LAS VEGAS – HP Monday fired its opening salvo in what company executives called “the next battleground” in the storage wars, the information protection (ie: backup) front.
The company announced a trio of initiatives this morning as its HP Discover event begins here, including what it calls the industry’s first storage area network, performance enhancements to its StoreOnce family of backup products, and a new version of its Data Protector management suite.
It’s part of what HP Enterprise chief David Donatelli called “a transformation of the storage industry” based on the company’s push towards converged infrastructure, and comes amongst some strong growth for HP (and its 3Par purchase in particular) in the market. Donatelli reported that 3Par has grown 100 per cent or more year-over-year for each of the last six quarters.
Information protection and backup continue to be a growing opportunity, Donatelli said in a press conference Monday morning, because of the growing amount of data being stored by businesses, as well as growing demands in terms of compliance and legal discovery on that data.
“It means your backup has to go faster just to stay even,” he said.
The biggest infrastructure change announced here was the “flat SAN” via the company’s VirtualConnect product. The technology has already been HP’s chief building block for simplifying the data network in its Converged Infrastructure strategy, but now its turning its attention to storage.
“It’s in our DNA,” said HP storage chief David Scott, of the flat SAN concept. “Converged Infrastructure is all about reducing complexity.”
By using Virtual Connect to take out a number of tiers in the storage network, the company claims a 2.4x provisioning boost and 55 per cent lower latency than a competitive stack from VCE, while using 86 per cent fewer components.
“It delivers tremendous efficiency and agility at cloud scale,” Scott said.
It’s a free upgrade for existing BladeSystem and 3Par customers, but Tom Joyce, vice president of marketing, strategy and operations for HP Storage, said it’s a significant opportunity for the company’s partners. Given that it’s based off the same Virtual Connect infrastructure familiar to most HP server partners, it’s a great on-ramp for infrastructure-focused partners looking to grow their storage business.
“It’s a natural extension of that they’re already doing,” Joyce said. And because it’s a familiar system to most of those VARs, Joyce said it “dramatically simplifies” SAN implementation for solution providers. “It’s a great way for them grow that pie and get more storage into the conversations they’re having.”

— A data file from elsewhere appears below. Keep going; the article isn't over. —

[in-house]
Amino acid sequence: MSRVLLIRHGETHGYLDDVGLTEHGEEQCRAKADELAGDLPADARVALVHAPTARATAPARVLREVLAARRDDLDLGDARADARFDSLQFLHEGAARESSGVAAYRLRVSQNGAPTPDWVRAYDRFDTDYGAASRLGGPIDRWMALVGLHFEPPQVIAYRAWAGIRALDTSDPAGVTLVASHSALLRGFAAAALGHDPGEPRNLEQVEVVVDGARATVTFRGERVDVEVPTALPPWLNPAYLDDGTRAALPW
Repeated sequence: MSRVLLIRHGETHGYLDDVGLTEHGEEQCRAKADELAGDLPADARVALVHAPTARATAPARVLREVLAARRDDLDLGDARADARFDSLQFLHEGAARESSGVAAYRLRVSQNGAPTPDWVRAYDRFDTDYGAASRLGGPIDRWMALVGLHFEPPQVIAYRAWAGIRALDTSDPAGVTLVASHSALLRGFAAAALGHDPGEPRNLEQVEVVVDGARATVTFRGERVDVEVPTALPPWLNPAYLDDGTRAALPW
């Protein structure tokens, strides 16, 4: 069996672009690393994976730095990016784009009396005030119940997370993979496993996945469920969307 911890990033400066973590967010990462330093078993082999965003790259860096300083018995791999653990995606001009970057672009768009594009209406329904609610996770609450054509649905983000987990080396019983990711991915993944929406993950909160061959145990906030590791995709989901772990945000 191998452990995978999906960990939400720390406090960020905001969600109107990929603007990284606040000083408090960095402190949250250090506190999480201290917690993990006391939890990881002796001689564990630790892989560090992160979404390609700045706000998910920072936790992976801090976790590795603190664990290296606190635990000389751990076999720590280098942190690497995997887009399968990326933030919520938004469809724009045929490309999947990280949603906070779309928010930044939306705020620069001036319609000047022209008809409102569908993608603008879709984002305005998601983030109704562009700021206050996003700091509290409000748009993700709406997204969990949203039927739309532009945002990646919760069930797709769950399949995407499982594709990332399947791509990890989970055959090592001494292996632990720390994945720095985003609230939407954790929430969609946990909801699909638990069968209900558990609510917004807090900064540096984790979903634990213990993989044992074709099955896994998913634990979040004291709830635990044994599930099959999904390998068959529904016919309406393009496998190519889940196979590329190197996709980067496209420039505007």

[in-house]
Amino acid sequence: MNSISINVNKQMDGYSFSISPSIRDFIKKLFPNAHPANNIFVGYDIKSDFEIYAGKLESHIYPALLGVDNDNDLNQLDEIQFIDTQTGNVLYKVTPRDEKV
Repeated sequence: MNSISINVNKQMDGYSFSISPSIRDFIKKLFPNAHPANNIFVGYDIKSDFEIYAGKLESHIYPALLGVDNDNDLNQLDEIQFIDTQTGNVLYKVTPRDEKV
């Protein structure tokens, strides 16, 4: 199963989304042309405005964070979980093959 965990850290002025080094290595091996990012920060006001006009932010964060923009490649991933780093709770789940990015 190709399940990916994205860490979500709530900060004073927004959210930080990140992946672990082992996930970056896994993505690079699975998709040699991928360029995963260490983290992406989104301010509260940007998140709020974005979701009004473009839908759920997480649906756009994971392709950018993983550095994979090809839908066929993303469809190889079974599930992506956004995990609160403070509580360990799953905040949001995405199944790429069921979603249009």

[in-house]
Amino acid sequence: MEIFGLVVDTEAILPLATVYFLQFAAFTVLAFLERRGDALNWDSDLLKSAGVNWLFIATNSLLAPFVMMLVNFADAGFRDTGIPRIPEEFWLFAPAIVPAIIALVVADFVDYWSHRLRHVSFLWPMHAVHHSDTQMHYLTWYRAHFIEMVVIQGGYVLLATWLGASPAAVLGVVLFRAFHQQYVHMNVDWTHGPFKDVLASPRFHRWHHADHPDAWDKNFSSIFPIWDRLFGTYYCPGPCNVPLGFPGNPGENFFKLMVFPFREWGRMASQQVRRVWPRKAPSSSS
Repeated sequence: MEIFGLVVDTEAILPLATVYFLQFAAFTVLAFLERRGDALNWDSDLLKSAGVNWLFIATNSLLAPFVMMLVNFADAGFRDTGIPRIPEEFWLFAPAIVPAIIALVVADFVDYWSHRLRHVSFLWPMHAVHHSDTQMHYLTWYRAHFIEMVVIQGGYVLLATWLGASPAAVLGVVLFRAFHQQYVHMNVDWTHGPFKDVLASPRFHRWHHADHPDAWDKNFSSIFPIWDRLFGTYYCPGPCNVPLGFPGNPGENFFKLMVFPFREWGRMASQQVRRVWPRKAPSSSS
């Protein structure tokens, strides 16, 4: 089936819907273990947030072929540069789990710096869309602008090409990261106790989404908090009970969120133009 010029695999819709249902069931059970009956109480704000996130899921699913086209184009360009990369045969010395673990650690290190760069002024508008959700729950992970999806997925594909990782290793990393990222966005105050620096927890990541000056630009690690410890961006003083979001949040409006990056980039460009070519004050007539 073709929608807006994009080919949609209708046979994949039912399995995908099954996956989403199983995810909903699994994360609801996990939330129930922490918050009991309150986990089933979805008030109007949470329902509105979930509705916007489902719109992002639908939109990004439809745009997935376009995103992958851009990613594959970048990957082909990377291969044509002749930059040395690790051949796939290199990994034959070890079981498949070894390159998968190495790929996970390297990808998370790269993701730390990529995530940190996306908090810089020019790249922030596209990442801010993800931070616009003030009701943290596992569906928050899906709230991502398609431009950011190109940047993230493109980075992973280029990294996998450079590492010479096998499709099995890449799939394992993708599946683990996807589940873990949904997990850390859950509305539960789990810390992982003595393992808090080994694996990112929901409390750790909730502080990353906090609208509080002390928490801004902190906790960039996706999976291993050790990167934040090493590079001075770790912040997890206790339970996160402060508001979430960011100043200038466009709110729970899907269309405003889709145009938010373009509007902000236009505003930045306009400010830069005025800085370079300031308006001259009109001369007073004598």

The company also announced a new version of its Data Protector software, version 7.0, which offers connectors to the company’s Autonomy IIDOL engine, adding to existing backup search capabilities the ability to search with more context. “Fundamentally, we believe this is a huge innovation,” Scott said, particularly when it comes to the ability to be complete when meeting discovery requirements. Using the Autonomy engine, Scott said by way of example, a search for backed up content related to HP CEO Meg Whitman would not only return items with Whitman’s name on then, but referring to “HP’s CEO” – just not those that predate Whitman’s taking her new role. That kind of ability to search based on context rather than just keywords becomes more crucial as the number of petabytes being backed up continues to grow, Scott said.
The Autonomy hooks also allow customer to use the company’s 50 PB private cloud for backup, which Scott described as “the largest storage-as-a-service environment in the industry.”
Joyce said that although the software has new capabilities, “nothing has really changed for existing Data Protector VARs and resellers.”
The third major announcement on the morning was the announcement of the availability of HP’s Catalyst software for the B6200, the high end edition of the company’s StoreOnce backup products. The addition of Catalyst is all about backup performance, HP said, by giving customers flexibility as to what gets backed up where – allowing, for example, a layer of deduplication to be done at the endpoint, easing the amount of bandwidth required for the master backup, and allowing the comparison of a reduced-size backups for the purpose of further deduplication.
The result, HP says, is the ability to do store-side deduplication at about 100TB per hour, a figure the company says is three times the performance of rival EMC’s Data Domain 9900, announced at the recent EMC World conference here.
“It turned out their lead lasted precisely two weeks,” Scott quipped, referring to the announcement at EMC World here a fortnight ago.
Underscoring the announcements are moves on HP’s part to make the storage business much more channel-centric. Joyce said that includes a move four months ago to make StoreOnce a channel-exclusive product line, albeit one with an HP “sell with” model. Also around the timeframe of the company’s Global Partner Conference in February, the company announced a series of HP-branded services delivered by partners under the ServiceOne banner.
And although the product line may be expanding, Joyce said HP is trying to make the message for partners “dramatically simpler,” focusing on the 3Par storage platform and StoreOnce as its universal backup deduplication offering.